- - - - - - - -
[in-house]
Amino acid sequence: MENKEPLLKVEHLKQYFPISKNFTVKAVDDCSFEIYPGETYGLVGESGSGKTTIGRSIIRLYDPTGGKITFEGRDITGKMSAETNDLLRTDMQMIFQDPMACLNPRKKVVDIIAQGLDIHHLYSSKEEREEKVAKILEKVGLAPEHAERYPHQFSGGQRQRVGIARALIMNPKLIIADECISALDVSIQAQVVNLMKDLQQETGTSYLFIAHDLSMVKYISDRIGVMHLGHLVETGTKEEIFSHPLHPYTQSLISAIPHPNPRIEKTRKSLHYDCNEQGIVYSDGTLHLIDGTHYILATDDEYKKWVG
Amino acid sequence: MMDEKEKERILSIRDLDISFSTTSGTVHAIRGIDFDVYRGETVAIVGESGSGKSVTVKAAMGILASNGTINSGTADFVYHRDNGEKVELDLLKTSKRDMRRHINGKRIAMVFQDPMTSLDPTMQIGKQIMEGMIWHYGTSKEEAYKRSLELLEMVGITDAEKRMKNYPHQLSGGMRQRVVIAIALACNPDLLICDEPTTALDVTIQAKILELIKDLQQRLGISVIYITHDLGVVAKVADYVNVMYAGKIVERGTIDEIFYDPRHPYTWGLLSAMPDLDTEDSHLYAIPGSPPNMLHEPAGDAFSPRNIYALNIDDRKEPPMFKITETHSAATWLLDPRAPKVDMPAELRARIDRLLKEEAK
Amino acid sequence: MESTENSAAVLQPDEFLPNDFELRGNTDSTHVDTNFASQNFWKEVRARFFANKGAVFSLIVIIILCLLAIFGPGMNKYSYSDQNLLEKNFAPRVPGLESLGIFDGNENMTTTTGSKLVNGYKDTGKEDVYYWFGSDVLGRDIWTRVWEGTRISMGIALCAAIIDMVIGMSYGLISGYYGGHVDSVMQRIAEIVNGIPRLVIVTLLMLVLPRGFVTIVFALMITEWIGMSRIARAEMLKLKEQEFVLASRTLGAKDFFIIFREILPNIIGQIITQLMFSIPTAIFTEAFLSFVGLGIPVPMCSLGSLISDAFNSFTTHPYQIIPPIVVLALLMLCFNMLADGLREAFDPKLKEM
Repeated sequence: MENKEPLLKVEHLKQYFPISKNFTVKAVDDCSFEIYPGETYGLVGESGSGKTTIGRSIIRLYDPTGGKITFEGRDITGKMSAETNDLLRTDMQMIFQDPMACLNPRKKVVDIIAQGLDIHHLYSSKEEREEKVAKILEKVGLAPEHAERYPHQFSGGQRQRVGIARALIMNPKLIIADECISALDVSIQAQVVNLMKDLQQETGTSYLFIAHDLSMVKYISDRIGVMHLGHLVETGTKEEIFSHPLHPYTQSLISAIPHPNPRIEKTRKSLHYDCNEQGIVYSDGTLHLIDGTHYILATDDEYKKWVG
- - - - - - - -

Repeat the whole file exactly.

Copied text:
[in-house]
Amino acid sequence: MENKEPLLKVEHLKQYFPISKNFTVKAVDDCSFEIYPGETYGLVGESGSGKTTIGRSIIRLYDPTGGKITFEGRDITGKMSAETNDLLRTDMQMIFQDPMACLNPRKKVVDIIAQGLDIHHLYSSKEEREEKVAKILEKVGLAPEHAERYPHQFSGGQRQRVGIARALIMNPKLIIADECISALDVSIQAQVVNLMKDLQQETGTSYLFIAHDLSMVKYISDRIGVMHLGHLVETGTKEEIFSHPLHPYTQSLISAIPHPNPRIEKTRKSLHYDCNEQGIVYSDGTLHLIDGTHYILATDDEYKKWVG
Amino acid sequence: MMDEKEKERILSIRDLDISFSTTSGTVHAIRGIDFDVYRGETVAIVGESGSGKSVTVKAAMGILASNGTINSGTADFVYHRDNGEKVELDLLKTSKRDMRRHINGKRIAMVFQDPMTSLDPTMQIGKQIMEGMIWHYGTSKEEAYKRSLELLEMVGITDAEKRMKNYPHQLSGGMRQRVVIAIALACNPDLLICDEPTTALDVTIQAKILELIKDLQQRLGISVIYITHDLGVVAKVADYVNVMYAGKIVERGTIDEIFYDPRHPYTWGLLSAMPDLDTEDSHLYAIPGSPPNMLHEPAGDAFSPRNIYALNIDDRKEPPMFKITETHSAATWLLDPRAPKVDMPAELRARIDRLLKEEAK
Amino acid sequence: MESTENSAAVLQPDEFLPNDFELRGNTDSTHVDTNFASQNFWKEVRARFFANKGAVFSLIVIIILCLLAIFGPGMNKYSYSDQNLLEKNFAPRVPGLESLGIFDGNENMTTTTGSKLVNGYKDTGKEDVYYWFGSDVLGRDIWTRVWEGTRISMGIALCAAIIDMVIGMSYGLISGYYGGHVDSVMQRIAEIVNGIPRLVIVTLLMLVLPRGFVTIVFALMITEWIGMSRIARAEMLKLKEQEFVLASRTLGAKDFFIIFREILPNIIGQIITQLMFSIPTAIFTEAFLSFVGLGIPVPMCSLGSLISDAFNSFTTHPYQIIPPIVVLALLMLCFNMLADGLREAFDPKLKEM
Repeated sequence: MENKEPLLKVEHLKQYFPISKNFTVKAVDDCSFEIYPGETYGLVGESGSGKTTIGRSIIRLYDPTGGKITFEGRDITGKMSAETNDLLRTDMQMIFQDPMACLNPRKKVVDIIAQGLDIHHLYSSKEEREEKVAKILEKVGLAPEHAERYPHQFSGGQRQRVGIARALIMNPKLIIADECISALDVSIQAQVVNLMKDLQQETGTSYLFIAHDLSMVKYISDRIGVMHLGHLVETGTKEEIFSHPLHPYTQSLISAIPHPNPRIEKTRKSLHYDCNEQGIVYSDGTLHLIDGTHYILATDDEYKKWVG